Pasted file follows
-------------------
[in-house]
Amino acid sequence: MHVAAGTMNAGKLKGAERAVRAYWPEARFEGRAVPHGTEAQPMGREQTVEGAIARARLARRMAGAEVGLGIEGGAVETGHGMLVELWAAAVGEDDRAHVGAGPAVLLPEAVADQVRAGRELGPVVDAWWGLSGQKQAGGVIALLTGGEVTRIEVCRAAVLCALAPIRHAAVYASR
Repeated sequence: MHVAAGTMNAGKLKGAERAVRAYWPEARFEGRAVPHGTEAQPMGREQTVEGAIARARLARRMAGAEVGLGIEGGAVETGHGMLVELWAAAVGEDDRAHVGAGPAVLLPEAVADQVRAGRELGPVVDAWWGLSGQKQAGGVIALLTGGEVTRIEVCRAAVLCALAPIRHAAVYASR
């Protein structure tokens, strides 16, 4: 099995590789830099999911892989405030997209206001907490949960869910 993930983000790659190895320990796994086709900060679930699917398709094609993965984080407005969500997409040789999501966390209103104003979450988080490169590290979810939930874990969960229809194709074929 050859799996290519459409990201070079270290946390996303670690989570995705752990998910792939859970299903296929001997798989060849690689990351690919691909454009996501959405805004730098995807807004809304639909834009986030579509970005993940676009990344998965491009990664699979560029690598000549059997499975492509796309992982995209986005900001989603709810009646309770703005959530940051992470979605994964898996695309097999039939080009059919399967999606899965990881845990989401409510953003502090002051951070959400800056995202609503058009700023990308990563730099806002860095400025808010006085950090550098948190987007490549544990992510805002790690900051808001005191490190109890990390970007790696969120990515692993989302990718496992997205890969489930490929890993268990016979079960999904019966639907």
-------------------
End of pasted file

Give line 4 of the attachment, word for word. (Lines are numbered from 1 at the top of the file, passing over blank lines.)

């Protein structure tokens, strides 16, 4: 099995590789830099999911892989405030997209206001907490949960869910 993930983000790659190895320990796994086709900060679930699917398709094609993965984080407005969500997409040789999501966390209103104003979450988080490169590290979810939930874990969960229809194709074929 050859799996290519459409990201070079270290946390996303670690989570995705752990998910792939859970299903296929001997798989060849690689990351690919691909454009996501959405805004730098995807807004809304639909834009986030579509970005993940676009990344998965491009990664699979560029690598000549059997499975492509796309992982995209986005900001989603709810009646309770703005959530940051992470979605994964898996695309097999039939080009059919399967999606899965990881845990989401409510953003502090002051951070959400800056995202609503058009700023990308990563730099806002860095400025808010006085950090550098948190987007490549544990992510805002790690900051808001005191490190109890990390970007790696969120990515692993989302990718496992997205890969489930490929890993268990016979079960999904019966639907």